When I first started using Git, I read plenty of tutorials, as well as the user manual. Though I picked up the basic usage patterns and commands, I never felt like I grasped what was going on “under the hood,” so to speak. Frequently this resulted in cryptic error messages, caused by my random guessing at the right command to use at a given time. These difficulties worsened as I began to need more advanced (and less well documented) features.

After a few months, I started to understand those under-the-hood concepts. Once I did, suddenly everything made sense. I could understand the manual pages and perform all sorts of source control tasks. Everything that seemed so cryptic and obscure now was perfectly clear.

Understanding Git

The conclusion I draw from this is that you can only really use Git if you understand how Git works. Merely memorizing which commands you should run at what times will work in the short run, but it’s only a matter of time before you get stuck or, worse, break something.
git  programming  versioncontrol  tutorial 
february 2011 by Aetles
Whatever happened to programming? « The Reinvigorated Programmer
A huge part of my job these days seems to be impedence-matching between big opaque chunks of library software that sort of do most of what my program is meant to achieve, but don’t quite work right together so I have to, I don’t know, translate USMARC records into Dublin Core or something.  Is that programming?  Really?  Yes, it takes taste and discernment and experience to do well; but it doesn’t require brilliance and it doesn’t excite.  It’s not what we dreamed of as fourteen-year-olds and trained for as eighteen-year-olds.  It doesn’t get the juices flowing.  It’s not making.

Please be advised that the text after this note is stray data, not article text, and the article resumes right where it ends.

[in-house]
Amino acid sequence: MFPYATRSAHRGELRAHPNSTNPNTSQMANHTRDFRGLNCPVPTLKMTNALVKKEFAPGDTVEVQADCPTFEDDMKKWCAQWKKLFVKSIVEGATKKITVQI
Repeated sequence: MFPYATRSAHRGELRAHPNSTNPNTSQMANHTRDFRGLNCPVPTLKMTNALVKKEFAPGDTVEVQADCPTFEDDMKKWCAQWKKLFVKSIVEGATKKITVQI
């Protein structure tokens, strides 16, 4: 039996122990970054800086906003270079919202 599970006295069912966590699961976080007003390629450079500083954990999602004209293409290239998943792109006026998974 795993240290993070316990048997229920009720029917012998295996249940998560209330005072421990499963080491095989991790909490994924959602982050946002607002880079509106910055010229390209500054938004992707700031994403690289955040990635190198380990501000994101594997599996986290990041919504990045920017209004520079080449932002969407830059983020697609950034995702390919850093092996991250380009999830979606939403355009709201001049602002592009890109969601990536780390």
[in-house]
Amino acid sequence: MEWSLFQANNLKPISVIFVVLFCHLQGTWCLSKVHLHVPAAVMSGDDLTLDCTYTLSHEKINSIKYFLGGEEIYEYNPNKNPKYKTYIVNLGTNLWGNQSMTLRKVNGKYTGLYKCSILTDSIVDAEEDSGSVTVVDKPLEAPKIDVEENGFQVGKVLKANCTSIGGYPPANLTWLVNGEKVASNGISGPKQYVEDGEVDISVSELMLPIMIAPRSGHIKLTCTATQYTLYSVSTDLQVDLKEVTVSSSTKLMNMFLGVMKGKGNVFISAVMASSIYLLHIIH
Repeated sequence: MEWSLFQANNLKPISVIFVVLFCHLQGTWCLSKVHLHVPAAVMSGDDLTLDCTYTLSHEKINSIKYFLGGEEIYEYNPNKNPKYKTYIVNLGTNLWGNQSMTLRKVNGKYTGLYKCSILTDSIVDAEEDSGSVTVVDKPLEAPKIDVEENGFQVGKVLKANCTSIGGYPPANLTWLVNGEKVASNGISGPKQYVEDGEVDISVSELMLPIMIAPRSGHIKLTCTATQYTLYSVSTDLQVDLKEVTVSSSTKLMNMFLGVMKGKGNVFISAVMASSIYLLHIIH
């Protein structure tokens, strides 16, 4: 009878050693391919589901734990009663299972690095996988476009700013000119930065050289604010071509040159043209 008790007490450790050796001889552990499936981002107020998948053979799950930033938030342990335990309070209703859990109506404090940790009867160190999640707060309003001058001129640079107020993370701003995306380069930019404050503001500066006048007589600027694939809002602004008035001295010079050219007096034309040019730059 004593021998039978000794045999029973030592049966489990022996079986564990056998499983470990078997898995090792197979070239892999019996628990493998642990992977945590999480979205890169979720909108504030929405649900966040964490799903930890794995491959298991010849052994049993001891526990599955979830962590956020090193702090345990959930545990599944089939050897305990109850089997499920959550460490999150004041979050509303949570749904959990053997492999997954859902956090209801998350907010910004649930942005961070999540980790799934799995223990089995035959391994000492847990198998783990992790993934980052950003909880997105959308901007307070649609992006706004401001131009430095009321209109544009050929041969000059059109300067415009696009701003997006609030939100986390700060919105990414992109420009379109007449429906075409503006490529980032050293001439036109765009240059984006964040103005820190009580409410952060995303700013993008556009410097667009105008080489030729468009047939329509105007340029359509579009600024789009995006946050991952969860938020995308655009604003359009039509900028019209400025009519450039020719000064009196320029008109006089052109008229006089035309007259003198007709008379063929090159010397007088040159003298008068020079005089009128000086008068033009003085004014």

programming 
march 2010 by Aetles
Cocoa Is My Girlfriend » Why version control is important for solo developers
It’s common practice for any software project with multiple coders to use some version control mechanism. CVS or Subversion used to be popular. These days distributed systems like git and Mercurial are the quickly replacing the old standards. But what about the cases when you’re the only coder?

Let me tell you. Whatever the initial setup cost, coding is much easier with version control than without it.
programming 
november 2009 by Aetles
Behind the Red Shed, with Jonathan ?The Wolf? Rentzsch
Intressant intervju med Jonathan 'The Wolf' Rentzsch, en vass macprogrammerare.
Jonathan  ?The  Wolf?  Rentzsch  mac  programming  macprogrammering  legend  programmerare  DrunkenBlog  Programmering 
april 2005 by Aetles